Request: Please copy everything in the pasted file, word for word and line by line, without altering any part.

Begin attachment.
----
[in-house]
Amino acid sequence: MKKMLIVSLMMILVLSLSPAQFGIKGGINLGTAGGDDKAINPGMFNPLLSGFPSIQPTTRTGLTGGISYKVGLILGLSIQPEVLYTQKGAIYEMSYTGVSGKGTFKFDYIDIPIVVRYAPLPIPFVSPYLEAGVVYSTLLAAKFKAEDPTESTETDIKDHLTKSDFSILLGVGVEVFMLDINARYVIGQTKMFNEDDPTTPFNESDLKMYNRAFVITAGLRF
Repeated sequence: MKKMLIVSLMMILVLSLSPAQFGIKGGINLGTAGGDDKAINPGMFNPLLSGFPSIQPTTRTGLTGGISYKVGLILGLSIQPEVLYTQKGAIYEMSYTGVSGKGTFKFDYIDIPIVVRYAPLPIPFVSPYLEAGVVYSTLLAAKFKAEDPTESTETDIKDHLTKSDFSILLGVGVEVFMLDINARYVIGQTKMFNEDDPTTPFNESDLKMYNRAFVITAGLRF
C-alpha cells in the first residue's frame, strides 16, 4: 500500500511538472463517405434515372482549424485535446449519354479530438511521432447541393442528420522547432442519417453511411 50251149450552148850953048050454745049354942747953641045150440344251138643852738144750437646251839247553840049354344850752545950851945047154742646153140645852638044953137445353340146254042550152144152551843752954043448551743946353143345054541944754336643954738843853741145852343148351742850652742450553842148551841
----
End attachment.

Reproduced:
[in-house]
Amino acid sequence: MKKMLIVSLMMILVLSLSPAQFGIKGGINLGTAGGDDKAINPGMFNPLLSGFPSIQPTTRTGLTGGISYKVGLILGLSIQPEVLYTQKGAIYEMSYTGVSGKGTFKFDYIDIPIVVRYAPLPIPFVSPYLEAGVVYSTLLAAKFKAEDPTESTETDIKDHLTKSDFSILLGVGVEVFMLDINARYVIGQTKMFNEDDPTTPFNESDLKMYNRAFVITAGLRF
Repeated sequence: MKKMLIVSLMMILVLSLSPAQFGIKGGINLGTAGGDDKAINPGMFNPLLSGFPSIQPTTRTGLTGGISYKVGLILGLSIQPEVLYTQKGAIYEMSYTGVSGKGTFKFDYIDIPIVVRYAPLPIPFVSPYLEAGVVYSTLLAAKFKAEDPTESTETDIKDHLTKSDFSILLGVGVEVFMLDINARYVIGQTKMFNEDDPTTPFNESDLKMYNRAFVITAGLRF
C-alpha cells in the first residue's frame, strides 16, 4: 500500500511538472463517405434515372482549424485535446449519354479530438511521432447541393442528420522547432442519417453511411 50251149450552148850953048050454745049354942747953641045150440344251138643852738144750437646251839247553840049354344850752545950851945047154742646153140645852638044953137445353340146254042550152144152551843752954043448551743946353143345054541944754336643954738843853741145852343148351742850652742450553842148551841